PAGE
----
Even if Rick Santorum doesn’t win the Republican presidential nomination, he might have already earned himself an unexpected consolation prize like, say, a spread in the pages of Vogue. Santorum is no Jackie O – and Anna Wintour may never include a dowdy (or dorky) sweater vest in her haute couture bible – but it’s clear that, in his charge to a second-place finish in the Iowa caucuses this week, the former Pennsylvania senator unleashed something of a fashion firestorm.
Santorum’s sweater vests have caught the attention of a media horde that, after 13 GOP debates, may have tired of covering actual issues. Sweater-vest stories have appeared everywhere from The New York Times and The Washington Post to Glamour.com and Styleite. “In an interview here on Monday, Mr. Santorum insisted that he was not anti-sleeve,” the Times noted. “He harbors no bigotry toward extra fabric, whether it’s cotton, cashmere or wool.” The vests also have a campaign-sponsored Twitter account, @FearRicksVest, launched on December 17; a Facebook page; Tumblr blog; and a YouTube music video called “Sleeves Slow me Down.”
Santorum told radio host Laura Ingraham that the vests caught on after a mid-December speech he made at an anti-abortion forum where other candidates sported suits. “If there was one event that really began the moment, it was that speech,” Santorum said. “And I think most people recognized that here, so all the sudden the sweater vest was like, ‘Fear the vest.’” Santorum said he began wearing the vests regularly after that, and his staff bought him “a bunch more” – with these vests bearing an embroidered campaign logo.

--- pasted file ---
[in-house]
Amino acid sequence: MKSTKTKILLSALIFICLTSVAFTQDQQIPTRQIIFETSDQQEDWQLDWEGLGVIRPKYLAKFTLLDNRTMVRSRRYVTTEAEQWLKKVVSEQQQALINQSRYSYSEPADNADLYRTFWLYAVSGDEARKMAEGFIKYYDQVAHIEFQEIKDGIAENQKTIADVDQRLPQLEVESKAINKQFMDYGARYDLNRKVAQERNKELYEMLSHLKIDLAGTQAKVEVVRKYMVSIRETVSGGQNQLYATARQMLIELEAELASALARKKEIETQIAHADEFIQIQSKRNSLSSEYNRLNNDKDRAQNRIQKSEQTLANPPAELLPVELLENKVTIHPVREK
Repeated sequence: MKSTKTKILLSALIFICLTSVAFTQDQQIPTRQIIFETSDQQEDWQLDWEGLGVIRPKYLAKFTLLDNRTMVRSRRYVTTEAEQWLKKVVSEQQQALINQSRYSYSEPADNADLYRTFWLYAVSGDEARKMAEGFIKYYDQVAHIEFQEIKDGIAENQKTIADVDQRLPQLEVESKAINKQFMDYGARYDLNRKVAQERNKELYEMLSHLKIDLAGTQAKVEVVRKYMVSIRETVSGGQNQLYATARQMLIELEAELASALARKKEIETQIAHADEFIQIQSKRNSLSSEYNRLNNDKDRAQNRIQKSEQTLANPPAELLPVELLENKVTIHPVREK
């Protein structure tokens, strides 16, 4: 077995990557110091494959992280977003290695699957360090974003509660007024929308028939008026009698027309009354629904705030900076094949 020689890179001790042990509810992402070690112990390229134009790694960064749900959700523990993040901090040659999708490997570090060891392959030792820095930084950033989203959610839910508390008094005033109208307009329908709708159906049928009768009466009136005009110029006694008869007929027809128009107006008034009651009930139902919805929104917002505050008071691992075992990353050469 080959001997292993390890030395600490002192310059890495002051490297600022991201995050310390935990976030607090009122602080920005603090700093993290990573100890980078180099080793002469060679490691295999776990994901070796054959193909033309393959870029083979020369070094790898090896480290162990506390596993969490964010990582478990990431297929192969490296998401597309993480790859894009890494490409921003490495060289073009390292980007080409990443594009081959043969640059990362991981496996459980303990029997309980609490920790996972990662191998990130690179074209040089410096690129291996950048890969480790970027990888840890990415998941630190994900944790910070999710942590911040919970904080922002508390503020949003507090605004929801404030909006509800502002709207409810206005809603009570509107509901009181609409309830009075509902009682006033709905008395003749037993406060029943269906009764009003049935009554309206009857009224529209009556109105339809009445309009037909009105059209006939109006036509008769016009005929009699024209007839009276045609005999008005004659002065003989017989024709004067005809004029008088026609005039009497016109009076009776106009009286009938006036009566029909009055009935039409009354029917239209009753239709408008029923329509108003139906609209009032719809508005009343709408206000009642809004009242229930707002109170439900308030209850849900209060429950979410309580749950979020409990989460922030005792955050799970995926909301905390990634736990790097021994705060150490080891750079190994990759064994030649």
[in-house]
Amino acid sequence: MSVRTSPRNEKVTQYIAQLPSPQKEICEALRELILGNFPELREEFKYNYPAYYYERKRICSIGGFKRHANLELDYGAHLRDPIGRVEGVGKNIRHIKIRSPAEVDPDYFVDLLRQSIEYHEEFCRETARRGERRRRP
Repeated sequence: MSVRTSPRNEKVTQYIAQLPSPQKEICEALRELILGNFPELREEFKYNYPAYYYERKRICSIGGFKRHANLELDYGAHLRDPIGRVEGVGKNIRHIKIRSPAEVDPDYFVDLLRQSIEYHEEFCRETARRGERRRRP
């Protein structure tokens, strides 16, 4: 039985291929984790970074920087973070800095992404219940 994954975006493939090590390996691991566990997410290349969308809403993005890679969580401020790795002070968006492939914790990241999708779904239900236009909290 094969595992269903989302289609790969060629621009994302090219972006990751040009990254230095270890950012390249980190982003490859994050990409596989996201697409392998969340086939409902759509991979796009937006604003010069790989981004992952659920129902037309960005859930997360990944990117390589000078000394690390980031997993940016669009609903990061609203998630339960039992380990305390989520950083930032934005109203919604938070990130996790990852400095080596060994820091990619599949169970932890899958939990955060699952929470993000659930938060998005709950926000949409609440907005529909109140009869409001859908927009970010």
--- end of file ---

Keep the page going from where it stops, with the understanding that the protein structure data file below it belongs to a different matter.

The vests may have helped Santorum draw a sharper contrast with the more buttoned-down Mitt Romney, who nevertheless still won in Iowa by eight votes. The 53-year-old Santorum also said the garments might make him look more presidential, in a way. "I'm thinking the sweater vest makes me look a little older and that might be a good thing," he told Ingraham.
Then again, Santorum isn’t the only politician to try to stand out sartorially—just one of the relative few to succeed. Take a look at some of the most memorable political fashion statements of recent decades.